Damien Glez addresses the poaching crisis in Africa. For the benefit of those who never learned où est la bibliothèque, the elephant is consulting a plastic surgeon and asking to be made to look like a hippopotamus.
I like everything Glez does, even when I have no idea who the people he's drawing are or what the issue he's addressing is, simply because his style is so appealing.
When I do look into it, I generally agree with him, but it's still a pretty good example of how good art can sell bad writing, because I really like his stuff, even when I have no idea what the cartoon is about.
There are cartoonists working in English about subjects about which I'm fully up-to-date and commenting on personalities I certainly recognize who also wow me with their art even when their message baffles me, but the double-blind nature of an African commentary in a different language makes it kinder to use Glez as an example.
I do wish he'd used a rhino instead of an elephant, because they are in more dire straits and the cause of the poaching that has them nearly extinct is the huge market for rhino horn in "traditional medicine."
This means an animal is being wiped from the face of the earth for the sake of ignorant people in a modern society. That is, when non-science ruled in a pre-industrial age, the animals did better because people had neither the technology to slaughter them in large numbers nor to market the remains globally.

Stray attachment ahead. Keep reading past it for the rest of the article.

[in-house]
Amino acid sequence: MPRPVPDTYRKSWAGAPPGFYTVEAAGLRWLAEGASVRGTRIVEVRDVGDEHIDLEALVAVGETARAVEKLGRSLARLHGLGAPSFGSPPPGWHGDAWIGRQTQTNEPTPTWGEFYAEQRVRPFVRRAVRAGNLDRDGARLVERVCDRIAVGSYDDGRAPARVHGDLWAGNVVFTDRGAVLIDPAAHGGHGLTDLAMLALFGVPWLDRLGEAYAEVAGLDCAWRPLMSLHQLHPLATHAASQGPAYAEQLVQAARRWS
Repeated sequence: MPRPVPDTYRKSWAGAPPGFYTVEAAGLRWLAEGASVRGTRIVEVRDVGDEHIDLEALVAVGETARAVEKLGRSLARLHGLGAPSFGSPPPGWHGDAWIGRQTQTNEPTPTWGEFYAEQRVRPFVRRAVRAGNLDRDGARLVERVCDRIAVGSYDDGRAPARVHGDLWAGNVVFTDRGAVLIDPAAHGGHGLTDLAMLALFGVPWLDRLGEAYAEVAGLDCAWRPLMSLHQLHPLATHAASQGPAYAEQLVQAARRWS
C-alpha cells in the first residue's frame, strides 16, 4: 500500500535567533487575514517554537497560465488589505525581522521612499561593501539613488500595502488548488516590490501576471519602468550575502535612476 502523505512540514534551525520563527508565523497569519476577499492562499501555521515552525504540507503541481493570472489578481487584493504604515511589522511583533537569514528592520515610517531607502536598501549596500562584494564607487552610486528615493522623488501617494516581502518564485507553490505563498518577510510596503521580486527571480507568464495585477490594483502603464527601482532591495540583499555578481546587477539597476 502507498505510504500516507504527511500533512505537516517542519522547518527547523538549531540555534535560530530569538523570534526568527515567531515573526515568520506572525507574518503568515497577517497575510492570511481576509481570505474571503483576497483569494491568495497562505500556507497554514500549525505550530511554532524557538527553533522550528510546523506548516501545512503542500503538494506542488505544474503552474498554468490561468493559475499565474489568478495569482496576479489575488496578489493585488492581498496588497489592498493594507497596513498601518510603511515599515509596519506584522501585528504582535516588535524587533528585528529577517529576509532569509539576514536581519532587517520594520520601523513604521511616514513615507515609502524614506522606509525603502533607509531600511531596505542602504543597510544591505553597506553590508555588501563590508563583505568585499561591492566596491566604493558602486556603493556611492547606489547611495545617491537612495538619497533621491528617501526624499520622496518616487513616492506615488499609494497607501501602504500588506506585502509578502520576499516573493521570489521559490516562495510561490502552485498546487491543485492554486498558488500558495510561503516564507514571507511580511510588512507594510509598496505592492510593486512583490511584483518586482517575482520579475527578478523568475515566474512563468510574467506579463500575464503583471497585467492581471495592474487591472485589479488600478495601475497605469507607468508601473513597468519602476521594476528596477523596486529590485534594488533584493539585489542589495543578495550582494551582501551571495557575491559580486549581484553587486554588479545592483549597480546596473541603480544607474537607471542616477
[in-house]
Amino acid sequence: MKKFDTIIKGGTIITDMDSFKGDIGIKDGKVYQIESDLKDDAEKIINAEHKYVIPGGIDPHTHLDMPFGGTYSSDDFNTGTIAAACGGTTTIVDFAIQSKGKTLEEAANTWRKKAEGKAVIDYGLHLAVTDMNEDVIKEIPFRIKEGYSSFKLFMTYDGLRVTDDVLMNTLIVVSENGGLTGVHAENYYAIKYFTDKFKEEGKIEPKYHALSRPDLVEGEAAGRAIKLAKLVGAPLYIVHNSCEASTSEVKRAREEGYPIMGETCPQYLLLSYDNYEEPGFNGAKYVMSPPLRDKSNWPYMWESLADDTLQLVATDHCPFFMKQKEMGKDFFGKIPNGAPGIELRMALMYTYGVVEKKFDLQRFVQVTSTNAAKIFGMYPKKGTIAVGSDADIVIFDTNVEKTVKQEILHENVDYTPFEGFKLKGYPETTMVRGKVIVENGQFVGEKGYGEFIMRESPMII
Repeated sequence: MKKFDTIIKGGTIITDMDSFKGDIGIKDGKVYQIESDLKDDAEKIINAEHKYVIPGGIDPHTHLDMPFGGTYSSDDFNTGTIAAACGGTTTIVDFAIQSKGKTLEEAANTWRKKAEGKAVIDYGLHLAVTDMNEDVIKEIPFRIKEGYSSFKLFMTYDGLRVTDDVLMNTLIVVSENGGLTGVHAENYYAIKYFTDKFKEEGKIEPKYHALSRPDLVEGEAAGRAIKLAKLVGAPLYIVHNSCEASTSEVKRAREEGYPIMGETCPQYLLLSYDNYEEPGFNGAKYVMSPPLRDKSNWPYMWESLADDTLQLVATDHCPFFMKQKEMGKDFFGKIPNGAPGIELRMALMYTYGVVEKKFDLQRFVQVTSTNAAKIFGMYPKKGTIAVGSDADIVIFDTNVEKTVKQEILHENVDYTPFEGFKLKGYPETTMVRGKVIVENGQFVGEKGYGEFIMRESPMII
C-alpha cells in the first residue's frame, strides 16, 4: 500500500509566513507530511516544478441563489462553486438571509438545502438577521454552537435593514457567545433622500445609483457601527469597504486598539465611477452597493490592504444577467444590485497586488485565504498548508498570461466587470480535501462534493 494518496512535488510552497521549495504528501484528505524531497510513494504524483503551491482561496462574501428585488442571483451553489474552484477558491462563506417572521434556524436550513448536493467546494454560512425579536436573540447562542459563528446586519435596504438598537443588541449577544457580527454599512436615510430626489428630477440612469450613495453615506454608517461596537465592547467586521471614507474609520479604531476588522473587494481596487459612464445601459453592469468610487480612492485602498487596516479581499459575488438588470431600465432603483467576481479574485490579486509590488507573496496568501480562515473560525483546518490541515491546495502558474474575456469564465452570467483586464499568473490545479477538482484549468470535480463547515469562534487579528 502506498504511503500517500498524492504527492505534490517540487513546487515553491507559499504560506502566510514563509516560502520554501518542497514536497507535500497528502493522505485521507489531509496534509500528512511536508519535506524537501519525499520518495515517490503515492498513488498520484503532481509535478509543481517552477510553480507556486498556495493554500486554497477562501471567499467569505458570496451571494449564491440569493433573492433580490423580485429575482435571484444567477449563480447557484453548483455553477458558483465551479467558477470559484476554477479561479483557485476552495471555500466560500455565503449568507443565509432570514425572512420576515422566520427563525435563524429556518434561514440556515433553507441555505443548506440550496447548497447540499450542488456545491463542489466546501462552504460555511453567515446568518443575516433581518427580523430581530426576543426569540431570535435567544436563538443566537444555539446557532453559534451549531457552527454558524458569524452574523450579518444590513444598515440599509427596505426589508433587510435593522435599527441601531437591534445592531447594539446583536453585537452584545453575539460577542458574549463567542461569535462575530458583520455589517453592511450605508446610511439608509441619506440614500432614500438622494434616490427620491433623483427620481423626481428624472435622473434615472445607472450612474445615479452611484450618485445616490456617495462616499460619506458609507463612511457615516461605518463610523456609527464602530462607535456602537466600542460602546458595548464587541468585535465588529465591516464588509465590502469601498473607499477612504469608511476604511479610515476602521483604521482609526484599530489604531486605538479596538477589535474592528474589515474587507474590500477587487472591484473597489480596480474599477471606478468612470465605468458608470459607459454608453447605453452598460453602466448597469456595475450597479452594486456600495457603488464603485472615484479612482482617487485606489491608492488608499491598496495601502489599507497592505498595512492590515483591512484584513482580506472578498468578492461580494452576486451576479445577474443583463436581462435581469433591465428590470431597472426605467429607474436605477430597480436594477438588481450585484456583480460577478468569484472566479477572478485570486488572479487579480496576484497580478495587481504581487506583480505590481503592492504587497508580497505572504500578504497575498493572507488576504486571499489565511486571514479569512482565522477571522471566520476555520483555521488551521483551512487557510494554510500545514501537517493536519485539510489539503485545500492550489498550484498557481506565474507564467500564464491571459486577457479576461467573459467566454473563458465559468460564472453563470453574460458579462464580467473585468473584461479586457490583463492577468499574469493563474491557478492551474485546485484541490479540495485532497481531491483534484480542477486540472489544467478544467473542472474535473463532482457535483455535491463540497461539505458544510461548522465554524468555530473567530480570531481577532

So now the poor rhinos and pangolins and other beleagured critters are being pressed on one side for their parts by ignorant people who don't believe in modern medicine, and, on the other, facing habitat loss due to climate change because of not-so-ignorant people who claim to not believe in modern science.
I have to admit that the traditional medicine people must be sincere or they wouldn't be paying poachers such outrageous prices for rhino horn and other nostrums. If they knew how useless this stuff was, they would have the sense to fake it. Who can tell ground horse hoof from ground rhino horn, really?
The slaughterers of elephants can at least take some comfort in that a piano key really is a piano key and a chessman really can be used to play chess, however despicable it is that the market they service even exists.
Whatever the motivation, this wholesale illegal slaughter is a more immediate crisis than climate change for both elephants and rhinos, and harder to deny.
It would be good to see more people take an interest, including not only helping spread the message in Africa that ecotourism is better in the long run for villages than aiding and abetting the poachers, but also taking a real stance globally against the barbarians who sell these ridiculous non-medicinal potions.
Granted, some of our best and brightest have been among the devotees of apricot pits, psychic surgery and other hippie voodoo. Still, at least the vegans among them could speak out on this issue.
Oh, and la bibliothèque est tout droit, mais, malheureusement, personne ne veut regarde le journal plus, which brings us to another cartoon about self-imposed ignorance and needless extinction: